I was only going one way. I thought the price was a little pricey but I needed to move. I was moving from Kansas to Maryland. The truck was a 16'. It also did not have a CD player or power windows. They were great with me moving up the move date a day. . I would rent from Penske again. Had no issues with the truck. The truck ran fine. I would recommend this company. Debby from MD
Ready for pick up on time and clean and gassed up. Only there 30 minutes for pick up. 26 foot truck ran very well, even through the mountains. Drop off was made very easy. Good trip and great truck.
Great customer service from their call center, their local offices, and the truck drivers. The trailer is more robust than a POD and can carry more stuff which was important because of our wood and metal working tools, supplies, and equipment.
My condo complex has a fountain roundabout entry and is part of a cluster of other condo complexes, so access with a large truck is very difficult (if not impossible). I was thrilled to discover that UPack delivers its cubes with a forklift for maneuverability and finessing placement. John, the driver, was generally familiar with my location, so he knew to park his rig on the main road and shuttle the two cubes about three blocks to their resting place in a single parking spot. He happened to also pick up the cubes and waited a few minutes for me to stash just one more box before waving goodbye. I am storing a cube in Oakland before having it transported to Tucson, so my move isn't yet complete. However, based on my experience so far, I would definitely use them for another move. Notes: 1) You can specify a morning or afternoon 4-hour window for the drop off, but not for pick-up; 2) you can use one of those round, hard to cut/break locks rather than what is specified in the move plan that they email to you.
All went pretty well. The pickup and payment were easy and the staff friendly. The trucks do not have great power for the 26' size and were very slow on any hill and used a lot of gas. The only issue was that on return, we were told the gas was not full enough even though we had just filled it two blocks away. He stated that the nozzle has to be almost out of the tank in order to have it show full. That would have been useful to know prior to returning. Minor issue, but at the end of a long move, we really didn't want to make another gas trip. However, I would use them again.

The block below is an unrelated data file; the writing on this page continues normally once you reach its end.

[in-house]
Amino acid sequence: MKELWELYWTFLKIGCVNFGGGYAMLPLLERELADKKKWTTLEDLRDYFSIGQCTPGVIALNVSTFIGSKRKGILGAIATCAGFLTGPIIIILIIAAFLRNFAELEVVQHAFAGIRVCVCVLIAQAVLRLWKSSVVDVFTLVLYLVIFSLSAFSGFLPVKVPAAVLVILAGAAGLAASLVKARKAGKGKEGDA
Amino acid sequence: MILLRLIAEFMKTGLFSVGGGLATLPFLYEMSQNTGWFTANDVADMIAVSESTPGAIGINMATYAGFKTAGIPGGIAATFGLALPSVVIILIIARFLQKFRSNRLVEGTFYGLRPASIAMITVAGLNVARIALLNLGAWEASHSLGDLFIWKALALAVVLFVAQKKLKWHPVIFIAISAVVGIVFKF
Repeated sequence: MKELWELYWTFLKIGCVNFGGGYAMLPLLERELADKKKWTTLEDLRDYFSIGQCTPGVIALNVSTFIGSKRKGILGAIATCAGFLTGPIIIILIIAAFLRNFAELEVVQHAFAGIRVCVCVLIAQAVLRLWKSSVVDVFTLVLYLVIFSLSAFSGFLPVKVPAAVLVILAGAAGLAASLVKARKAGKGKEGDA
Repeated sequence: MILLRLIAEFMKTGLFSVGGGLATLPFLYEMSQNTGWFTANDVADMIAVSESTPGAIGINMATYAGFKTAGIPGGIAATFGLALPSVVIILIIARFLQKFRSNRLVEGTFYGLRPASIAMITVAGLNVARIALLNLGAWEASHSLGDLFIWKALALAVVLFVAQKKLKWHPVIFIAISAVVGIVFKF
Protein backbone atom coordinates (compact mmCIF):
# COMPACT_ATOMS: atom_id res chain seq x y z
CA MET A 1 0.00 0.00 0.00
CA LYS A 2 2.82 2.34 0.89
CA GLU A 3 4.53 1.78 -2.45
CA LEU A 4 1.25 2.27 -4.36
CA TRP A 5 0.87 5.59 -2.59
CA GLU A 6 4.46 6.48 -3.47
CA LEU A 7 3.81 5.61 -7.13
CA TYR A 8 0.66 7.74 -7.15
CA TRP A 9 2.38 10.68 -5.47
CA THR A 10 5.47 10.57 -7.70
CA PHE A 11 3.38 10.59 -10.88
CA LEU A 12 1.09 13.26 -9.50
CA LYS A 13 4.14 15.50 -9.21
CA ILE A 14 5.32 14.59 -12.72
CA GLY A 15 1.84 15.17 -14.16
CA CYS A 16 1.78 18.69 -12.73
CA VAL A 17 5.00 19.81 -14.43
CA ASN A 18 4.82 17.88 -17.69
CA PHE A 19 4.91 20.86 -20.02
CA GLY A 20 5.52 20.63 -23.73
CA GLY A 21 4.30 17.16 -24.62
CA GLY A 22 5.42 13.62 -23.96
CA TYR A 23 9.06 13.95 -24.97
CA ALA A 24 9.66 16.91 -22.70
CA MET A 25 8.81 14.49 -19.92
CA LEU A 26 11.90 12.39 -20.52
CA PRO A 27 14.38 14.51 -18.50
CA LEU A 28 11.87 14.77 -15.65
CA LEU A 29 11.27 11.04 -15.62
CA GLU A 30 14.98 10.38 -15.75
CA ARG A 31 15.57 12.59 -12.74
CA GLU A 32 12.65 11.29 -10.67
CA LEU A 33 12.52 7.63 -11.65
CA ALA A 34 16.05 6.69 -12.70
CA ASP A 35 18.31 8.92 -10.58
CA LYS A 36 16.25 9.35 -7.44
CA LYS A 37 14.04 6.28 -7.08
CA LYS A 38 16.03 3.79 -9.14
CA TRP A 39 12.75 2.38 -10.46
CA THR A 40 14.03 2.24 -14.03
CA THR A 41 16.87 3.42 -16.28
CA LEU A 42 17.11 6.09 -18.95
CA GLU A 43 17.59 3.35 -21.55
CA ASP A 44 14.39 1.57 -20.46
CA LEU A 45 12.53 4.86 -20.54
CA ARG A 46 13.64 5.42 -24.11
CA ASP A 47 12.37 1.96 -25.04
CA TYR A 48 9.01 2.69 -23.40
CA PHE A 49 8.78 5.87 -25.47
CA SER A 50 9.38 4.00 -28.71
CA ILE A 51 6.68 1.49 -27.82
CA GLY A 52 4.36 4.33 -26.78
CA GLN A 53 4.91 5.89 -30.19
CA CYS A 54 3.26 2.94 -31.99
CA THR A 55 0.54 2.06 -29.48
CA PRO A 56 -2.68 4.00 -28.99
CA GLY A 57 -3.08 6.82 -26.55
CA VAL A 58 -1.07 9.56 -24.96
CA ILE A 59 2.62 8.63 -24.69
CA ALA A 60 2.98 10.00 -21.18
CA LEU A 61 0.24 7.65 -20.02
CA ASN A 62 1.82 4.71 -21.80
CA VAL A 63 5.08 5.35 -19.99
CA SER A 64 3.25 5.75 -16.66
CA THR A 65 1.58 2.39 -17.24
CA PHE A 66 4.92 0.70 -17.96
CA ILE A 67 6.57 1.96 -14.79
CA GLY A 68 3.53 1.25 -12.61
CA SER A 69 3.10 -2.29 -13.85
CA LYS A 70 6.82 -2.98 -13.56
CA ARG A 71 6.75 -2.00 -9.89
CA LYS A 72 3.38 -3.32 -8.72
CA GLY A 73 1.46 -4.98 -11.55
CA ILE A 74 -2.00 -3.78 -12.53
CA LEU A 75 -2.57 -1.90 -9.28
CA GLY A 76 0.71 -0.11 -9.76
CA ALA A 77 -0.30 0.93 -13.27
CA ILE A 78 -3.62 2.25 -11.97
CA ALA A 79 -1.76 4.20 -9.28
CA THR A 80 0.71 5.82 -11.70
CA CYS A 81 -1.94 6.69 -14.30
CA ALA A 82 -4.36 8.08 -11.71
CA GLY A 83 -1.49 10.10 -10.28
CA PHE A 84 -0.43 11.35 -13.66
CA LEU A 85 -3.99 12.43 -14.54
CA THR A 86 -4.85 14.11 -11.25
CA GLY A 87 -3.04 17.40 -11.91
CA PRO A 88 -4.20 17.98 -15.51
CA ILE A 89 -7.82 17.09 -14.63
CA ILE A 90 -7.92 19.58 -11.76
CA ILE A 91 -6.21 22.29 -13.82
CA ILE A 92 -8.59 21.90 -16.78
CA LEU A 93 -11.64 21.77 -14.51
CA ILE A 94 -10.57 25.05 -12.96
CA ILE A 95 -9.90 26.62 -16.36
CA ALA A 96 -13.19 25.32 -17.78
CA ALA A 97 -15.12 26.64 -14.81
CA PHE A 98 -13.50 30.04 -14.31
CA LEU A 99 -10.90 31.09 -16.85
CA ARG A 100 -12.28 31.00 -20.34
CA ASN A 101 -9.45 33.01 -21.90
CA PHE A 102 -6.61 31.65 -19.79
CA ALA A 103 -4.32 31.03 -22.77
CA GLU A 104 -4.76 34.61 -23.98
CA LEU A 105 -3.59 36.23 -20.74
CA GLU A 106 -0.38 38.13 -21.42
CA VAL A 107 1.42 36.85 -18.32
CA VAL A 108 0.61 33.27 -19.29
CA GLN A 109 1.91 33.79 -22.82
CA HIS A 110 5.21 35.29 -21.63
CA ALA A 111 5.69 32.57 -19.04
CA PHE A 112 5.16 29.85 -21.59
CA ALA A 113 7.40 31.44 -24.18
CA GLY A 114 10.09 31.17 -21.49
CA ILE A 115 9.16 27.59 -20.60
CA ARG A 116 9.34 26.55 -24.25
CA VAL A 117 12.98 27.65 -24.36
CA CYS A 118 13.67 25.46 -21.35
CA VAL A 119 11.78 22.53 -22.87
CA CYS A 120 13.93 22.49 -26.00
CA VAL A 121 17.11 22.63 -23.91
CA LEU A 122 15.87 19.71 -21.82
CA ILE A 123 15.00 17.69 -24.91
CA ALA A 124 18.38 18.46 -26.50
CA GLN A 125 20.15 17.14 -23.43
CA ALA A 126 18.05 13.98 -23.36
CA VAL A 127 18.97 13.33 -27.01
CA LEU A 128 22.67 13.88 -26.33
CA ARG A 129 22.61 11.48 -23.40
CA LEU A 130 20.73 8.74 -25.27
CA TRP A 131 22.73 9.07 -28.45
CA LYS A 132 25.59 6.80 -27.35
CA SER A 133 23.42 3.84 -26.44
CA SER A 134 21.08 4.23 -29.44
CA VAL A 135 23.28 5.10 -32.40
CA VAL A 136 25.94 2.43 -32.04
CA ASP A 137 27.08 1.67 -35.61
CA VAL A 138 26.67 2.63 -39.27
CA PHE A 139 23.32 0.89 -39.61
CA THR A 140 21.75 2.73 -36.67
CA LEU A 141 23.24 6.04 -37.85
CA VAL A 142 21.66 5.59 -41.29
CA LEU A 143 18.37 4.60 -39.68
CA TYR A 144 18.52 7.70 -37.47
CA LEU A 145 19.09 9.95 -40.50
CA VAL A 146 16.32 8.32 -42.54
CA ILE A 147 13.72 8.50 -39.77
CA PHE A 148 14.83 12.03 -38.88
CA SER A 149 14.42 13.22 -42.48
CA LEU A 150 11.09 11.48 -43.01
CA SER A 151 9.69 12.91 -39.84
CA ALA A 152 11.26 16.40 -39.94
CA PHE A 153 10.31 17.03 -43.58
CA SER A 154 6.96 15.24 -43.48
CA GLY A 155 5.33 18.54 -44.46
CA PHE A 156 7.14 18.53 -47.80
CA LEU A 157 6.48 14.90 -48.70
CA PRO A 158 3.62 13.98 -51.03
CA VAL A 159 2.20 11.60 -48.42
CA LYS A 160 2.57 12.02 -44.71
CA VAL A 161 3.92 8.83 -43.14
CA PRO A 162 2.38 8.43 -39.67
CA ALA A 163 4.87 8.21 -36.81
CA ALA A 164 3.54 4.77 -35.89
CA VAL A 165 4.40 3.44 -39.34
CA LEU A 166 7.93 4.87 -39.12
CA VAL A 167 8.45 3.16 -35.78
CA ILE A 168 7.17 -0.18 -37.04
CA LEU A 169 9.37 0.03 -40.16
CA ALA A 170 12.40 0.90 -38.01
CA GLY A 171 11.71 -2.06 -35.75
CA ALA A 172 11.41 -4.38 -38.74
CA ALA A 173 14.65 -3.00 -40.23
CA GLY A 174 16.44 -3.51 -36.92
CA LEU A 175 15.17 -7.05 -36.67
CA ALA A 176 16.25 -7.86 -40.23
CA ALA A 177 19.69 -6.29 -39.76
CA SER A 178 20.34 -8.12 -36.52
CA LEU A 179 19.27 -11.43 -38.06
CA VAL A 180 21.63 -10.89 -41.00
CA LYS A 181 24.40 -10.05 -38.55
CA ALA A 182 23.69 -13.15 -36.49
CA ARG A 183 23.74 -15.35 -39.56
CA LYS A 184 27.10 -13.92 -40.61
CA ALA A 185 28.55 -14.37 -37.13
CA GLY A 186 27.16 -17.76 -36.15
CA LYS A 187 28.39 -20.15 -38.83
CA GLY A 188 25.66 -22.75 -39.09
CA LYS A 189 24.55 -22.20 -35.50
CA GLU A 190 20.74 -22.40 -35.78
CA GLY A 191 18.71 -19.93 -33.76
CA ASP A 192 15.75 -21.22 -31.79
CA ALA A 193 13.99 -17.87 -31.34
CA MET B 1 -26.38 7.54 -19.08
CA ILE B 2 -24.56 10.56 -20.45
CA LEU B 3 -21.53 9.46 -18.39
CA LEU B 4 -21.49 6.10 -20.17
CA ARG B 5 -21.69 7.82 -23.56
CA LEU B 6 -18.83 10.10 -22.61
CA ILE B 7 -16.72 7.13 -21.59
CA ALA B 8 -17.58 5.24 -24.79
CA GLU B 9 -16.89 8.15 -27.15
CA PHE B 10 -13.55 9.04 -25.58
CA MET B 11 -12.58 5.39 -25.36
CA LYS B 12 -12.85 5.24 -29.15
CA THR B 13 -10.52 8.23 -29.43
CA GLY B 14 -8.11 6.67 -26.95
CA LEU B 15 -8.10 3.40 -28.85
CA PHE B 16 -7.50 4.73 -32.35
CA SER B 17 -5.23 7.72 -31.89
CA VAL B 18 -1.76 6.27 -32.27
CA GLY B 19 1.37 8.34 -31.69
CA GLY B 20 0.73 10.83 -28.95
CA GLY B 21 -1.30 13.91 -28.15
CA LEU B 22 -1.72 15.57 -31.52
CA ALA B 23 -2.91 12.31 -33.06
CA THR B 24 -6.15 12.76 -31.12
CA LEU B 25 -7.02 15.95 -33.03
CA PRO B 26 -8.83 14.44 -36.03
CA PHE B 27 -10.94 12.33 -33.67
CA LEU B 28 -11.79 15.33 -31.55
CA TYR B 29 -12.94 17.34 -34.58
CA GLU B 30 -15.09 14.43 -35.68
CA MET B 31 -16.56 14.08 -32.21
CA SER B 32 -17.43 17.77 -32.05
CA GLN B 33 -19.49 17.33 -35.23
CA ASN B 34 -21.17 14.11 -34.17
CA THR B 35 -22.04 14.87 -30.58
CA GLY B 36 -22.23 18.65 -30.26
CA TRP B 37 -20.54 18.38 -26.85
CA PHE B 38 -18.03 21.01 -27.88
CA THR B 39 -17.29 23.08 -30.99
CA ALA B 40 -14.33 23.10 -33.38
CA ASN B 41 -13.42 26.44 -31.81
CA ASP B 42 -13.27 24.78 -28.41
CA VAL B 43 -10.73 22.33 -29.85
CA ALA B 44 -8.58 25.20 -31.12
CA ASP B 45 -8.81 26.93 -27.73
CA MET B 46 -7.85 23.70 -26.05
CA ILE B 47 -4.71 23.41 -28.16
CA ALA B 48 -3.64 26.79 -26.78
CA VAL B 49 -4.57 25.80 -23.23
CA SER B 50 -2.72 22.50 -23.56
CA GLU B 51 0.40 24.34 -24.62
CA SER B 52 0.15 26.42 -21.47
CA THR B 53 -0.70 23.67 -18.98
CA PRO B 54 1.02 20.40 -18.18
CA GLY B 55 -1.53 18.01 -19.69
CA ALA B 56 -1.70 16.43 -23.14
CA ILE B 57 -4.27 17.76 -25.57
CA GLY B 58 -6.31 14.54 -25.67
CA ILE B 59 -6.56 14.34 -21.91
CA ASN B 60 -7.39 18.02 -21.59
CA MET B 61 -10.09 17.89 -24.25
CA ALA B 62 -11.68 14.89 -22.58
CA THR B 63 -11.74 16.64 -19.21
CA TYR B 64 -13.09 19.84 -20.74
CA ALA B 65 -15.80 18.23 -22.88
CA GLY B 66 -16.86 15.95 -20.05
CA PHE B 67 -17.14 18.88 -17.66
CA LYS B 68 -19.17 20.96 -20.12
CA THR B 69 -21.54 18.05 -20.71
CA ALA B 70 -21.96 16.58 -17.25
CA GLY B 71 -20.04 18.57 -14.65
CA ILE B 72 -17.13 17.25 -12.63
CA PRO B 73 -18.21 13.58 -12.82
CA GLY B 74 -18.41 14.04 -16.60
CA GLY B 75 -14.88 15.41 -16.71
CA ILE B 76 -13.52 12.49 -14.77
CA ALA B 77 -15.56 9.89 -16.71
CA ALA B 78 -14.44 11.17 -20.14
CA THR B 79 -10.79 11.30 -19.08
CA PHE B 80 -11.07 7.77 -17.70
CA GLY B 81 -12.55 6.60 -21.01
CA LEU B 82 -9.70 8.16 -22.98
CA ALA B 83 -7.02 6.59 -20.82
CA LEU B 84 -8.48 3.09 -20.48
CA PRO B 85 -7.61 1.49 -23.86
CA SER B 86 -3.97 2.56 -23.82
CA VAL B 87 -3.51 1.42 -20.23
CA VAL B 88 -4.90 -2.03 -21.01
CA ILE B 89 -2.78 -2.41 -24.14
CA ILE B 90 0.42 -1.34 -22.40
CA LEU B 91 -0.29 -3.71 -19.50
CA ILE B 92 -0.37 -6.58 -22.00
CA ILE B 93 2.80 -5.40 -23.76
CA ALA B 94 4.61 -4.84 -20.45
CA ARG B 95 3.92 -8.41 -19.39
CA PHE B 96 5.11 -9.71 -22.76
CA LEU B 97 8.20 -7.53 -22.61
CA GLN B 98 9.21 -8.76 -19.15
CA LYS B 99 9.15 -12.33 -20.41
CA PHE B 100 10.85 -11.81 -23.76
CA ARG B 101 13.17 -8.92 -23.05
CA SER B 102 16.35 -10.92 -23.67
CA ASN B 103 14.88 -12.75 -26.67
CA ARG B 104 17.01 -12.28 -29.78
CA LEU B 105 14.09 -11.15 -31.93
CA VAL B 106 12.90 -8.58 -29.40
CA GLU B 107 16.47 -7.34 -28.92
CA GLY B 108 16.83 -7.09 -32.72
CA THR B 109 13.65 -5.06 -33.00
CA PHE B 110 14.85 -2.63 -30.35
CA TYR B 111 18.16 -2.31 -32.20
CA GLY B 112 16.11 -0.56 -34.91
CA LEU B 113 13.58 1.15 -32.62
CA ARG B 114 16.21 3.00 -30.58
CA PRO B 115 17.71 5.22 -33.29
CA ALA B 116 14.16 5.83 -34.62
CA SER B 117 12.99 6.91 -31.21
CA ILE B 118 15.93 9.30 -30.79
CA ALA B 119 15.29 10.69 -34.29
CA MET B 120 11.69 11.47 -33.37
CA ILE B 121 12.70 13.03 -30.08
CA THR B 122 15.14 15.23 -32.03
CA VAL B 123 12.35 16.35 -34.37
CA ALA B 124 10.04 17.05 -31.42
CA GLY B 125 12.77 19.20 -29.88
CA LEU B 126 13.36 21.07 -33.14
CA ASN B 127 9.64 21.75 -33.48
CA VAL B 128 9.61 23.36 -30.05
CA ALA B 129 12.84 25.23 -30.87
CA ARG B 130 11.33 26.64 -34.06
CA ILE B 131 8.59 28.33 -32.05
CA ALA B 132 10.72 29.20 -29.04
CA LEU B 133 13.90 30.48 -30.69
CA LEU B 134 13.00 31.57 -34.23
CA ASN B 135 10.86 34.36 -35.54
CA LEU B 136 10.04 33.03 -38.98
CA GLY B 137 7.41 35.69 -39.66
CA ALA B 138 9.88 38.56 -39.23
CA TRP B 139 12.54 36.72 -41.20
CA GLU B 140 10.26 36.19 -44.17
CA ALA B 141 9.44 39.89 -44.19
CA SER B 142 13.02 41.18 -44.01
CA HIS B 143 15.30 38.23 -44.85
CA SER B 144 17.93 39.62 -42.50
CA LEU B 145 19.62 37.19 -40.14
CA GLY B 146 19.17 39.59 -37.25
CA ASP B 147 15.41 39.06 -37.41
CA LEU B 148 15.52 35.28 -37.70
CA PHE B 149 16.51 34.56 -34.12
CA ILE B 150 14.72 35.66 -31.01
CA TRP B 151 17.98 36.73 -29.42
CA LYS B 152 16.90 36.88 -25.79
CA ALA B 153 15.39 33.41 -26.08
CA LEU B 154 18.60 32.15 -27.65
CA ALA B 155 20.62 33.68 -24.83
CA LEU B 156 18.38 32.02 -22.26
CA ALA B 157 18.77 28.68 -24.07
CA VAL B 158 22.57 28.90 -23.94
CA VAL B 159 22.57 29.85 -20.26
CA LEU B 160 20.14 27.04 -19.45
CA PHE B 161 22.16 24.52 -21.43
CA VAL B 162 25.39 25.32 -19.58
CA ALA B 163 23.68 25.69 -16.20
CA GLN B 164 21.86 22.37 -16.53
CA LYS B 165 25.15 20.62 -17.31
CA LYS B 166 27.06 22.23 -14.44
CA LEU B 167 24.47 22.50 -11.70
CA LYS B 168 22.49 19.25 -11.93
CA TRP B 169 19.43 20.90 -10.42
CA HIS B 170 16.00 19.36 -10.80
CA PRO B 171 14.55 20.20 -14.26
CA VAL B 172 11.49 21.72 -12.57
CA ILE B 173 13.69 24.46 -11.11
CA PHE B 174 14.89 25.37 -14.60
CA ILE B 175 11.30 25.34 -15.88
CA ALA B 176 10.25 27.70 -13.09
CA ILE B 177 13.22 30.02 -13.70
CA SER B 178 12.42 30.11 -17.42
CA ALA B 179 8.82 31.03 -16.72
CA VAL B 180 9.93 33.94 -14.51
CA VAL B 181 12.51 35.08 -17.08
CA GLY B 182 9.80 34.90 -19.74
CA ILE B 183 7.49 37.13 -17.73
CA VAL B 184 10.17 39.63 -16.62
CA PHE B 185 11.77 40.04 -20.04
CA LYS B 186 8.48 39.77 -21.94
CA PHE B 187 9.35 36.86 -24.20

The relocubes were excellent! They arrived on time and were picked up as scheduled. I would like to caution that the amount of space needed may be calculated conservatively. Per the site directions, I had scheduled two cubes for my two-bedroom townhouse (no couch or dinning table and chairs) but I ultimately needed three cubes. The third cube was delivered the following day and all went well.
The pick up of the truck and vehicle transport was a bit of a pain as I had to go to two locations. The people checking me in for the vehicles were new to their jobs and things were a bit slow and turned out to be inaccurate. When I returned the vehicles the UHAUL rep corrected everything and in the end it all worked out fine. The truck was clean and performed well.
U-Haul in Gearhart Oregon was very flexible and easy to work with when booking the rental truck. The truck was in excellent condition. I would definitely use them again. I will highly recommend them to everyone that I know.
16' truck did the job as expected. Pickup location in Ballard (Seattle) left a lot to be desired. On the morning of truck pickup, we waited over 1.5 hours to get the truck. There was only one guy running the counter and had a line of 5 people waiting. Disorganized, inefficient, and understaffed. Overall, the Budget truck was great and felt like it was well-maintained.
Trailer was deliverd and picked up on time, both ends. Friendly service. The only thing that displeased me was the condition of the ramp on the loading end. It was severely damaged. Was very difficult to open and impossible to close.
U-Haul ® is a registered trademark of U-Haul International, Inc. Budget Truck Rental ®, LLC is a registered trademark of Budget Truck Rental, LLC. Penske Truck Leasing Co., L.P.® is a trademark of Penske System, Inc.
U-Pack ® is the registered trademark of Moving Solutions, Inc. U-Pack ® is a registered trademark of ABF, Freight System, Inc.
PODS ® and the PODS ® logo are the registered trademarks of PODS Enterprises, Inc. (PEI). U-Pack ® is the registered trademark of Moving Solutions, Inc. ReloCube ® is a registered trademark of ABF, Freight System, Inc.